BP Makes $10.5 Billion Shale Deal, Its Biggest Since Deepwater Horizon
LONDON — BP has effectively declared that it has recovered from the Gulf of Mexico disaster.
The London-based energy giant said late Thursday that it would buy an enormous portfolio covering 470,000 acres of shale oil and gas properties in Texas and Louisiana from BHP Billiton of Australia.
The $10.5 billion deal — BP’s biggest in nearly 20 years — signals that the company’s management believes the financial costs of the 2010 Deepwater Horizon oil spill, which have totaled $66 billion, have mostly been paid, leaving it free to contemplate big-ticket acquisitions. The purchase also gives the company a significant foothold in the fast-growing shale industry in the United States, one in which BP had largely been left behind by its major rivals.
“BP was aware that they were late on this crucial global resource theme,” said Roy Martin, an analyst at the energy consultancy Wood Mackenzie.
The agreement with BHP Billiton is BP’s largest since 1999, when it bought Arco, a Los Angeles-based oil company, for $27 billion. Back then, BP was seen as a trendsetter in the global energy industry, snapping up other companies and making an early foray into renewables. It even adopted the slogan “Beyond Petroleum.”
The Gulf of Mexico spill changed all that, though, and the company has been considerably more cautious in making major investments since.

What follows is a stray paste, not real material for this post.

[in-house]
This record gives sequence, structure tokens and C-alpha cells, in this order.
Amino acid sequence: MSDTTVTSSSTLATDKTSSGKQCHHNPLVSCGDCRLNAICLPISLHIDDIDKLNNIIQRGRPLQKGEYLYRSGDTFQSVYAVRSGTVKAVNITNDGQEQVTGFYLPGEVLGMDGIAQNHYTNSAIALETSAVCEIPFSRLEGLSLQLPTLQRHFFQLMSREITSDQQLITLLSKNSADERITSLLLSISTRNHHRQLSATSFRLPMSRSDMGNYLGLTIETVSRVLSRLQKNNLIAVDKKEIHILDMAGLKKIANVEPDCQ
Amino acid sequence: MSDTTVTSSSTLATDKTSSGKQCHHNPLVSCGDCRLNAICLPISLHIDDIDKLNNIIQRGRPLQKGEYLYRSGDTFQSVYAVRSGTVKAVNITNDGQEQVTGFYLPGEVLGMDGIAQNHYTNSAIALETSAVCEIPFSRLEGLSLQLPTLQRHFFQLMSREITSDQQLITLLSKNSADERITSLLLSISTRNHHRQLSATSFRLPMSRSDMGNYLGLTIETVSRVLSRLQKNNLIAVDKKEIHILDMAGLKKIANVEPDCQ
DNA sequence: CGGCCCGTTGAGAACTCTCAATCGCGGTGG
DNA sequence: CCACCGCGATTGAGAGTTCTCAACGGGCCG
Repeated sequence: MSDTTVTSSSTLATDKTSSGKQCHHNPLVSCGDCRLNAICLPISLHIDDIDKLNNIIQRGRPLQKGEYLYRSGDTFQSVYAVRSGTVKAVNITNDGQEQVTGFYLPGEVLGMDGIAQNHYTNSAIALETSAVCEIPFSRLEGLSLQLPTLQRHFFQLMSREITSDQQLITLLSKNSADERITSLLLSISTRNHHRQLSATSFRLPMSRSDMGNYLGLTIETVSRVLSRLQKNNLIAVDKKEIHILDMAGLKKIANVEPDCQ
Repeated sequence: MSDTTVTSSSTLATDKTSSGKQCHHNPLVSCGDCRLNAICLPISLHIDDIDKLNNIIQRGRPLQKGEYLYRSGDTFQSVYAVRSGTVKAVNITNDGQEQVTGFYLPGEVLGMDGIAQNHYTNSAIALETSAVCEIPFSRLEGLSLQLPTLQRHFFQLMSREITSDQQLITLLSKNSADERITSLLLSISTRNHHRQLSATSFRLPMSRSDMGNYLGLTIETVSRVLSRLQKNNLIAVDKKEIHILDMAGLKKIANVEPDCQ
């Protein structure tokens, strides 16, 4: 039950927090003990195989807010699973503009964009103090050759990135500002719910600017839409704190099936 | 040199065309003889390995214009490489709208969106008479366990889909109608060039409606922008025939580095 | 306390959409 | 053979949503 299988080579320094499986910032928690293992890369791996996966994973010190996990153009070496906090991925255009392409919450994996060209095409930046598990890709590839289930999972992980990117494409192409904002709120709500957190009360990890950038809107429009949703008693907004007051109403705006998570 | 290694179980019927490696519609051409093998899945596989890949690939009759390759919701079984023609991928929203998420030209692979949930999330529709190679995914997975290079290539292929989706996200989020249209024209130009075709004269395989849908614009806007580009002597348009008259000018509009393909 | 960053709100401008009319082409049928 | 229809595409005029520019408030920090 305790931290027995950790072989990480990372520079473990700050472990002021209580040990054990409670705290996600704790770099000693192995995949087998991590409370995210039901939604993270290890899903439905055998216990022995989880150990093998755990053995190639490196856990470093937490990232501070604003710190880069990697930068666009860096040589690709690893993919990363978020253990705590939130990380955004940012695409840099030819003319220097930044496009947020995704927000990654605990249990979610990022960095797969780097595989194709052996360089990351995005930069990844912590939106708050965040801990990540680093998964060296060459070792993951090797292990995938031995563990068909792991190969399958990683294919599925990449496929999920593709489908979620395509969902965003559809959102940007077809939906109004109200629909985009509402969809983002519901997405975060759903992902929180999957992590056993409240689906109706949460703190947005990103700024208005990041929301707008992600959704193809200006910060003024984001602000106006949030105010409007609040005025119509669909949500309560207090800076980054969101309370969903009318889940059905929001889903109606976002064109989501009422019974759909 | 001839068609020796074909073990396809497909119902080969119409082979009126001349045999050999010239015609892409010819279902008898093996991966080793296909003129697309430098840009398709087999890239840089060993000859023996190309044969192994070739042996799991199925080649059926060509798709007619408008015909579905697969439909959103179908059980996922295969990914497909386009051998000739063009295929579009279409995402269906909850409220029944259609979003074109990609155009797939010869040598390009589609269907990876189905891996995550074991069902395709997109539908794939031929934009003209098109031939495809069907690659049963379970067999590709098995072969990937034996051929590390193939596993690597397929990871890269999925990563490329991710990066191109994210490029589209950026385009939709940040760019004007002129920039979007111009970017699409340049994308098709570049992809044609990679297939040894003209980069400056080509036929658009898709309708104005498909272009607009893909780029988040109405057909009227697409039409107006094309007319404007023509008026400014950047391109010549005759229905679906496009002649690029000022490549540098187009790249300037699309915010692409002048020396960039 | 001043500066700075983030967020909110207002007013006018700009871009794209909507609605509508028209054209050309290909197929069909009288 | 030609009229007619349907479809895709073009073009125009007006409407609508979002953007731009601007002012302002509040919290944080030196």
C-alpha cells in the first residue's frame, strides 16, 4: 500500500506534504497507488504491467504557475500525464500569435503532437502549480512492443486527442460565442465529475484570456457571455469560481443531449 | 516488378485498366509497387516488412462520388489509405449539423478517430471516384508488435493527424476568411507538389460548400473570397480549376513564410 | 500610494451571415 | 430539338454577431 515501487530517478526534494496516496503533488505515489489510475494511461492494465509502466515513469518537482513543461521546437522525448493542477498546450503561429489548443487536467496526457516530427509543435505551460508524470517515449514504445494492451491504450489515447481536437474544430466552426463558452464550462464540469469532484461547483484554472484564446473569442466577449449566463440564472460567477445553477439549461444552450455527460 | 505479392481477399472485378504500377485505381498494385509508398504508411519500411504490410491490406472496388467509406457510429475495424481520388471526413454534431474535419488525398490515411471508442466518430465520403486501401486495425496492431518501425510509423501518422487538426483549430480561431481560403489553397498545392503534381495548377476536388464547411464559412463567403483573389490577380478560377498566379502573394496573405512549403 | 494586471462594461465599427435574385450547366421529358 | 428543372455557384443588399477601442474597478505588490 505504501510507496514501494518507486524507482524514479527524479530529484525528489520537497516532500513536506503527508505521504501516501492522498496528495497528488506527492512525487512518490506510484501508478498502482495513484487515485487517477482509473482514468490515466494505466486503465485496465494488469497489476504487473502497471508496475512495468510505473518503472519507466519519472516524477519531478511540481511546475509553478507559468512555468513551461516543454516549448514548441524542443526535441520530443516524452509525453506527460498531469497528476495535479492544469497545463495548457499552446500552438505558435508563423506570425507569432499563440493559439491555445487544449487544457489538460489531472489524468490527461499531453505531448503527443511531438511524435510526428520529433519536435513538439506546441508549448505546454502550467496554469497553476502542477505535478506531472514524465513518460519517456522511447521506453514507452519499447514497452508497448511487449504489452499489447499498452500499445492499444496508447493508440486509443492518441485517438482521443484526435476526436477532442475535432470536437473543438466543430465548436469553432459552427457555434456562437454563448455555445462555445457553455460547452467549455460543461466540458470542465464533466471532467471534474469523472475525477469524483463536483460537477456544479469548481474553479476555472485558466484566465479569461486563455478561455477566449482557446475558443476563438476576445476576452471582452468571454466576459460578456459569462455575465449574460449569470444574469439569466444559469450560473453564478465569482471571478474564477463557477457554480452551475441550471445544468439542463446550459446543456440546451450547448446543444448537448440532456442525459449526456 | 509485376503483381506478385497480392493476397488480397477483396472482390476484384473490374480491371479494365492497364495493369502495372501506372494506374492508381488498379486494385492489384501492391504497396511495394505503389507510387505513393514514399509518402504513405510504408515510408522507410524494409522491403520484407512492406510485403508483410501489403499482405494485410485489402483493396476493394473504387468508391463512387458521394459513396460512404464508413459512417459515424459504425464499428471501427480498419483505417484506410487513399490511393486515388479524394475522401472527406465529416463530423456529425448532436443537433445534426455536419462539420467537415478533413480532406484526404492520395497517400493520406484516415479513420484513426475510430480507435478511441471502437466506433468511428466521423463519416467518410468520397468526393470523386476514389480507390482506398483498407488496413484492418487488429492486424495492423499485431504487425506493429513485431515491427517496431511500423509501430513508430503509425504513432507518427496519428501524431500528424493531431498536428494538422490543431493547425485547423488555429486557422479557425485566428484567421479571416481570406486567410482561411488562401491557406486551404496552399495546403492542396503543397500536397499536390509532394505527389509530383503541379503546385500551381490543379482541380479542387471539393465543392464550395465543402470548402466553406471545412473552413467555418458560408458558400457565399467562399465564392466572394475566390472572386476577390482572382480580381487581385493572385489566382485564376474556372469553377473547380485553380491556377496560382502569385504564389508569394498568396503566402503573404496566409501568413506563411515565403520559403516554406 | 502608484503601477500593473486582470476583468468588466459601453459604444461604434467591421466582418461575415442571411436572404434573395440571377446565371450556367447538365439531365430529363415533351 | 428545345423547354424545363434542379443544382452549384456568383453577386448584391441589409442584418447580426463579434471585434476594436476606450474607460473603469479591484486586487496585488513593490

Beyond its symbolic value, analysts said, the BHP deal is a sign that BP is scrambling to catch up with an industry shift.
Shale exploration, which involves drilling long horizontal wells and then injecting fluids, or fracking, to break up rocks beneath the Earth’s surface, had long been carried out by smaller companies. But it has become increasingly attractive to international businesses as oil prices rise and the capacity of the American shale industry increases.
Behemoths like Chevron and Exxon Mobil have moved aggressively to extract oil from shale rock. Chevron is ramping up its spending on shale drilling by 50 percent, and it will soon account for almost a third of its overall expenditure on energy output, according to Wood Mackenzie. Exxon Mobil, which is rapidly developing a swath of acreage it bought last year, is also increasing its spending on shale drilling to a similar proportion.
By comparison, BP had been spending just 10 percent of its overall drilling expenditure on shale, until it reached the BHP deal. But the sheer size of the deal could catapult the British company to second among large companies when it comes to shale oil output in the United States, Wood Mackenzie said.
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“Shale is becoming the realm of Big Oil,” said Rob West, a partner at Redburn, an independent financial analysis firm. Mr. West forecasts that the proportion of major oil companies’ output from shale will double by 2025, an increase from about 10 percent of their production now.